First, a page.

Agriculture in Ethiopia depends on rainfall. Temperatures are expected to rise, along with more varied rainfall patterns, likely leading to extreme flooding and drought.

iDE helps people in rural areas build their resilience to climate extremes through the use of water-saving and climate-smart agricultural technologies and practices.

Learn more about iDE’s commitment to Smart Technologies.

What works—

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Agriculture

iDE increases small-scale farmers’ incomes by using a market-based approach to promote manual well-drilling and household irrigation technologies. iDE collaborates with the Ethiopian government to connect farmers to agricultural extension services, technical support, and improved seed varieties. Additionally, iDE supports and encourages farmers to diversify into high-value commercial crops, livestock products, and other high-value agricultural commodities such as honey. These activities are changing Ethiopian farmers’ perception of farming, in that they begin viewing and practicing farming as a business, rather than as a way of life.

Learn more about iDE’s global Agriculture strategy.


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Water, Sanitation, and Hygiene (WASH)

iDE seeks to improve health outcomes by providing access to safe drinking water through low-cost and affordable household water technologies and by promoting rural sanitation through iDE’s sanitation marketing approach. In both cases, iDE encourages the adoption of improved products and practices among the rural poor, while simultaneously creating both profitable and sustainable enterprises. iDE also trains sales agents to sell to rural consumers directly. These agents receive a commission on their sales, ensuring the sustainability of the model.

Learn more about iDE’s global WASH Strategy.


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Finance

To ensure that farmers have access to credit to purchase irrigation technology and other needed agricultural supplies, iDE helps to establish lending programs by forging partnerships with rural microfinance institutions. The principal partners for lending in Ethiopia are Buusaa Gonofaa MFI and Metemamen MFI. With these partners, iDE clients who meet established criteria are able to borrow money to buy pumps or other farming supplies.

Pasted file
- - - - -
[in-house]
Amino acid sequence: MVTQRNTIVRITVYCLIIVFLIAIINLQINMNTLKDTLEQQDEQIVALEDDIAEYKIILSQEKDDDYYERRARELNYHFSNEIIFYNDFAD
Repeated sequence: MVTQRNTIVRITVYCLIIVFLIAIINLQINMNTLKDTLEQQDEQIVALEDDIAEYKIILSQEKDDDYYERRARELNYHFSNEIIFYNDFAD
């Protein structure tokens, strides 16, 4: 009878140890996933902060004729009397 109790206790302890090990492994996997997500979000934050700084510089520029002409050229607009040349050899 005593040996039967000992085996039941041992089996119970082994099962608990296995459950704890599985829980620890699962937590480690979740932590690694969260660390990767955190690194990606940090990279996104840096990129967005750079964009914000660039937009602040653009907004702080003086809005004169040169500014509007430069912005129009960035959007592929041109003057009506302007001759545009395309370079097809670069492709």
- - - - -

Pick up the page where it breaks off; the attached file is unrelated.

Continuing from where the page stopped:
Learn more about iDE’s global Access to Finance.

iDE IN ETHIOPIA

Kirkos Sub-city, Kebele 08
House Number 429
Kera, Bulgaria Mazoria
PO Box 7892, Addis Ababa, Ethiopia
Phone: +251-11-467-2906
+251-11-467-2907
+251-11-467-2908
Fax: +251-11-467-3341
E-mail: Ethiopia@ideglobal.org

Our partners—

  • Australian Centre for International Agricultural Research
  • Allan & Nesta Ferguson Foundation
  • Big Lottery Fund
  • Bill & Melinda Gates Foundation
  • Comart Foundation
  • Digital Green
  • Ethiopian Agricultural Transformation Agency
  • European Commission
  • Frankfurt School
  • Global Affairs Canada
  • Headley Trust
  • Interchurch Organization for Development Cooperation
  • International Crops Research Institute for the Semi-Arid Tropics
  • Sainsbury Family Trust
  • Syngenta Foundation
  • The Renewable Energy and Energy Efficiency Partnership
  • UNICEF
  • United States Agency for International Development
  • Vitol Foundation
  • Waterloo Foundation